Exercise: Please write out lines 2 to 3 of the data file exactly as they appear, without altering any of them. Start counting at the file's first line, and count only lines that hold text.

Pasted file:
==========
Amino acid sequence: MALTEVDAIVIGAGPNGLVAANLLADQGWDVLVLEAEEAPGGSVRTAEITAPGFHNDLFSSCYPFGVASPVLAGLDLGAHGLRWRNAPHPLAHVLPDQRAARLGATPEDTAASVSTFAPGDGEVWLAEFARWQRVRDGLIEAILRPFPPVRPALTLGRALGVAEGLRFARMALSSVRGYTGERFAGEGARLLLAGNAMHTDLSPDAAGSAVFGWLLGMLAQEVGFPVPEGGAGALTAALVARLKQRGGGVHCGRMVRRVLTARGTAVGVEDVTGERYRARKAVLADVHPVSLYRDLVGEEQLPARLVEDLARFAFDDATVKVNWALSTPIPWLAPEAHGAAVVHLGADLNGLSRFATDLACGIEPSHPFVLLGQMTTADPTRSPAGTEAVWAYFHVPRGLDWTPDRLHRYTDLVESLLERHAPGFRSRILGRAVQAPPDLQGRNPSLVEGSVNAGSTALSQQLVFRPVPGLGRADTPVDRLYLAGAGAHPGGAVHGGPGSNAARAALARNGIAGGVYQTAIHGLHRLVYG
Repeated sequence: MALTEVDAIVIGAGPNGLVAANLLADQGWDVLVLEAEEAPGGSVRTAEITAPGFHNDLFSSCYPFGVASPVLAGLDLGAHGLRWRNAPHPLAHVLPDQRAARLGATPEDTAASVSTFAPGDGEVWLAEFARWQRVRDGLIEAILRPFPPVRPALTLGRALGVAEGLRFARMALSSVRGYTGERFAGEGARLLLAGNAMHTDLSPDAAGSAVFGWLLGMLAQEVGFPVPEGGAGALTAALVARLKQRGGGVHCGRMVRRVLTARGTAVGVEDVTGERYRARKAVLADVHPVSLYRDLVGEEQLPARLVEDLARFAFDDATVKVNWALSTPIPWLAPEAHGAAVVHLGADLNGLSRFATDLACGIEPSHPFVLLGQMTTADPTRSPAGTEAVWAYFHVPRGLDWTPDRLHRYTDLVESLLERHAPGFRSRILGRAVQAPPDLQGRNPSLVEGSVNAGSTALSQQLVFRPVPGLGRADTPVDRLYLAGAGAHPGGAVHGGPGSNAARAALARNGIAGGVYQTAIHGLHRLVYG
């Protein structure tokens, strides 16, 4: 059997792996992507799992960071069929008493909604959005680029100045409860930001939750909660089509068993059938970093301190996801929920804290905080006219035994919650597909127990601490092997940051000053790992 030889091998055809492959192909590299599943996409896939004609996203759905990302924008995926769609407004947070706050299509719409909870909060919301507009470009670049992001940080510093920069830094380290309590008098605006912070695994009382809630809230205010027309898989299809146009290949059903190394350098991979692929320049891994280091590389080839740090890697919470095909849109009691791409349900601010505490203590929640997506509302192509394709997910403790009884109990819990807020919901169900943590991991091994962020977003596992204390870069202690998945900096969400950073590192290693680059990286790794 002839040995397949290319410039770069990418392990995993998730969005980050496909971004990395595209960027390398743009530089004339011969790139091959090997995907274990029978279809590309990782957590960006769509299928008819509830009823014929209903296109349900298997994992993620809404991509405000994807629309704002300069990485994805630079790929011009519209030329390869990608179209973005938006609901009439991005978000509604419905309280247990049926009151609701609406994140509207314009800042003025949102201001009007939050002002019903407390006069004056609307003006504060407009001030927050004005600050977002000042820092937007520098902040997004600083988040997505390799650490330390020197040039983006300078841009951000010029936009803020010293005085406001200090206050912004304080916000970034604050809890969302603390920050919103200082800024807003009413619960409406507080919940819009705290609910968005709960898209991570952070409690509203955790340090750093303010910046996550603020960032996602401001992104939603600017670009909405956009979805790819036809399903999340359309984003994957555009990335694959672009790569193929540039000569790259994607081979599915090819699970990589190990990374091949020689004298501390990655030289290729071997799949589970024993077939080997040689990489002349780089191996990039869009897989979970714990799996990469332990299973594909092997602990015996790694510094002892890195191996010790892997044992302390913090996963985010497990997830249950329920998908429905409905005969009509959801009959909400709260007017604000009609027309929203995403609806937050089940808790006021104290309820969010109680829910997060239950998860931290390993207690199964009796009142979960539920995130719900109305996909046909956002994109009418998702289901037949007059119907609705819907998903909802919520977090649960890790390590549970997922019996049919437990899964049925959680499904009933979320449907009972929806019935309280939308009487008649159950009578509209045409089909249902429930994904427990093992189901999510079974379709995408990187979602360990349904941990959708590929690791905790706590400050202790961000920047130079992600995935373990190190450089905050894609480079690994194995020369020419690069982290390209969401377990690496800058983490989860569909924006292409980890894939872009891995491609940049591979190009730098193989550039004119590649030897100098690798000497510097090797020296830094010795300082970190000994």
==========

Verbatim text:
Repeated sequence: MALTEVDAIVIGAGPNGLVAANLLADQGWDVLVLEAEEAPGGSVRTAEITAPGFHNDLFSSCYPFGVASPVLAGLDLGAHGLRWRNAPHPLAHVLPDQRAARLGATPEDTAASVSTFAPGDGEVWLAEFARWQRVRDGLIEAILRPFPPVRPALTLGRALGVAEGLRFARMALSSVRGYTGERFAGEGARLLLAGNAMHTDLSPDAAGSAVFGWLLGMLAQEVGFPVPEGGAGALTAALVARLKQRGGGVHCGRMVRRVLTARGTAVGVEDVTGERYRARKAVLADVHPVSLYRDLVGEEQLPARLVEDLARFAFDDATVKVNWALSTPIPWLAPEAHGAAVVHLGADLNGLSRFATDLACGIEPSHPFVLLGQMTTADPTRSPAGTEAVWAYFHVPRGLDWTPDRLHRYTDLVESLLERHAPGFRSRILGRAVQAPPDLQGRNPSLVEGSVNAGSTALSQQLVFRPVPGLGRADTPVDRLYLAGAGAHPGGAVHGGPGSNAARAALARNGIAGGVYQTAIHGLHRLVYG
């Protein structure tokens, strides 16, 4: 059997792996992507799992960071069929008493909604959005680029100045409860930001939750909660089509068993059938970093301190996801929920804290905080006219035994919650597909127990601490092997940051000053790992 030889091998055809492959192909590299599943996409896939004609996203759905990302924008995926769609407004947070706050299509719409909870909060919301507009470009670049992001940080510093920069830094380290309590008098605006912070695994009382809630809230205010027309898989299809146009290949059903190394350098991979692929320049891994280091590389080839740090890697919470095909849109009691791409349900601010505490203590929640997506509302192509394709997910403790009884109990819990807020919901169900943590991991091994962020977003596992204390870069202690998945900096969400950073590192290693680059990286790794 002839040995397949290319410039770069990418392990995993998730969005980050496909971004990395595209960027390398743009530089004339011969790139091959090997995907274990029978279809590309990782957590960006769509299928008819509830009823014929209903296109349900298997994992993620809404991509405000994807629309704002300069990485994805630079790929011009519209030329390869990608179209973005938006609901009439991005978000509604419905309280247990049926009151609701609406994140509207314009800042003025949102201001009007939050002002019903407390006069004056609307003006504060407009001030927050004005600050977002000042820092937007520098902040997004600083988040997505390799650490330390020197040039983006300078841009951000010029936009803020010293005085406001200090206050912004304080916000970034604050809890969302603390920050919103200082800024807003009413619960409406507080919940819009705290609910968005709960898209991570952070409690509203955790340090750093303010910046996550603020960032996602401001992104939603600017670009909405956009979805790819036809399903999340359309984003994957555009990335694959672009790569193929540039000569790259994607081979599915090819699970990589190990990374091949020689004298501390990655030289290729071997799949589970024993077939080997040689990489002349780089191996990039869009897989979970714990799996990469332990299973594909092997602990015996790694510094002892890195191996010790892997044992302390913090996963985010497990997830249950329920998908429905409905005969009509959801009959909400709260007017604000009609027309929203995403609806937050089940808790006021104290309820969010109680829910997060239950998860931290390993207690199964009796009142979960539920995130719900109305996909046909956002994109009418998702289901037949007059119907609705819907998903909802919520977090649960890790390590549970997922019996049919437990899964049925959680499904009933979320449907009972929806019935309280939308009487008649159950009578509209045409089909249902429930994904427990093992189901999510079974379709995408990187979602360990349904941990959708590929690791905790706590400050202790961000920047130079992600995935373990190190450089905050894609480079690994194995020369020419690069982290390209969401377990690496800058983490989860569909924006292409980890894939872009891995491609940049591979190009730098193989550039004119590649030897100098690798000497510097090797020296830094010795300082970190000994």